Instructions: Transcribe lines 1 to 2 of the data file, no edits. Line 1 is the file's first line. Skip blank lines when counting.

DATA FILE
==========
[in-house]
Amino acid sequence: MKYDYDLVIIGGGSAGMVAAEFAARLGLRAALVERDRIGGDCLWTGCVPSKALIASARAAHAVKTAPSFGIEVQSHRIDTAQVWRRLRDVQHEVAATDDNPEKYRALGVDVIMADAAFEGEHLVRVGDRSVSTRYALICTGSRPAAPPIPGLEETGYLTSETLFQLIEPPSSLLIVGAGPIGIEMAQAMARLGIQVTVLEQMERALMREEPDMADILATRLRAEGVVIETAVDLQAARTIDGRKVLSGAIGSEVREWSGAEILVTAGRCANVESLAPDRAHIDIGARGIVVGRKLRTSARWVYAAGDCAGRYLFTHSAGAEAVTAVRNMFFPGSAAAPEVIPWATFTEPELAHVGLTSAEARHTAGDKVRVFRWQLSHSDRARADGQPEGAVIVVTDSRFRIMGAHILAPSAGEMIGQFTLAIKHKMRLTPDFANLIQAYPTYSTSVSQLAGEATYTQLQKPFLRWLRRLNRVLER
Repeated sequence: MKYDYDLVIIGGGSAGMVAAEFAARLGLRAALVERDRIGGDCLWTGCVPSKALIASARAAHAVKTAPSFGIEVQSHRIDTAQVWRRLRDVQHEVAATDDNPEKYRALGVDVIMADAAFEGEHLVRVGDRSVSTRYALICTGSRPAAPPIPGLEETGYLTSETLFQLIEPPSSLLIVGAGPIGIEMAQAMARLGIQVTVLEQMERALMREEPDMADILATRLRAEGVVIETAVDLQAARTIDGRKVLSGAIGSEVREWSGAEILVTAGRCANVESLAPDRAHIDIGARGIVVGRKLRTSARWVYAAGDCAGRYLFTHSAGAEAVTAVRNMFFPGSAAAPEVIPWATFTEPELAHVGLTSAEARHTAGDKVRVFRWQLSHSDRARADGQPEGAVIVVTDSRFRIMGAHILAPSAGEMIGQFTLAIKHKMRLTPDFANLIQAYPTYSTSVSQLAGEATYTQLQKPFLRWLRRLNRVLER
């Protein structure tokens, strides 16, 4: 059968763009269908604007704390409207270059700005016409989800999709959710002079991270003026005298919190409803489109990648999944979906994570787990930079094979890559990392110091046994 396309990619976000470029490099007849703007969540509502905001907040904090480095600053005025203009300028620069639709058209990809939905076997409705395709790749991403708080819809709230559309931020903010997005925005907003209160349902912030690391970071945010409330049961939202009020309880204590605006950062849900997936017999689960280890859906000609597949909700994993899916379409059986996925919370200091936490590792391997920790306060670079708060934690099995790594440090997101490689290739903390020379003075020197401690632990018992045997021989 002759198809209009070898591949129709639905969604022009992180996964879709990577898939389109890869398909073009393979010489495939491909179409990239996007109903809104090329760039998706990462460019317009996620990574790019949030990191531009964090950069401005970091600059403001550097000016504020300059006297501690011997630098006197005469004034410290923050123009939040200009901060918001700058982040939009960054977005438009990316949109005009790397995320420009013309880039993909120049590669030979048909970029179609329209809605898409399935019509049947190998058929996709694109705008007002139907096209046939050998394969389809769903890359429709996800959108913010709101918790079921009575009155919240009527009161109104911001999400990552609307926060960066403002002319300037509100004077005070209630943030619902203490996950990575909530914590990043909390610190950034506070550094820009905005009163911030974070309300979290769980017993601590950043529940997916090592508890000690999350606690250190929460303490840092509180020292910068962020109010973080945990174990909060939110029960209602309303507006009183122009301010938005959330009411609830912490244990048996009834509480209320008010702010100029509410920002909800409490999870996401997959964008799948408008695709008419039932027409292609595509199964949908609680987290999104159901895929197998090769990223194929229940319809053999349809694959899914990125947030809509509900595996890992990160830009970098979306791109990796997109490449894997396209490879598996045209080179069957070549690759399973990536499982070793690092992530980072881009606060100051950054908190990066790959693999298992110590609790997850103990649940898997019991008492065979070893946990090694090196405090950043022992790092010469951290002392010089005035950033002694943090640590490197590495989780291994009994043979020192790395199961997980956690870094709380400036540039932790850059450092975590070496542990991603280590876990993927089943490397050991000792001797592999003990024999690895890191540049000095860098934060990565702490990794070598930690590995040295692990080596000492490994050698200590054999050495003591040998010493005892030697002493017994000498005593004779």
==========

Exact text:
[in-house]
Amino acid sequence: MKYDYDLVIIGGGSAGMVAAEFAARLGLRAALVERDRIGGDCLWTGCVPSKALIASARAAHAVKTAPSFGIEVQSHRIDTAQVWRRLRDVQHEVAATDDNPEKYRALGVDVIMADAAFEGEHLVRVGDRSVSTRYALICTGSRPAAPPIPGLEETGYLTSETLFQLIEPPSSLLIVGAGPIGIEMAQAMARLGIQVTVLEQMERALMREEPDMADILATRLRAEGVVIETAVDLQAARTIDGRKVLSGAIGSEVREWSGAEILVTAGRCANVESLAPDRAHIDIGARGIVVGRKLRTSARWVYAAGDCAGRYLFTHSAGAEAVTAVRNMFFPGSAAAPEVIPWATFTEPELAHVGLTSAEARHTAGDKVRVFRWQLSHSDRARADGQPEGAVIVVTDSRFRIMGAHILAPSAGEMIGQFTLAIKHKMRLTPDFANLIQAYPTYSTSVSQLAGEATYTQLQKPFLRWLRRLNRVLER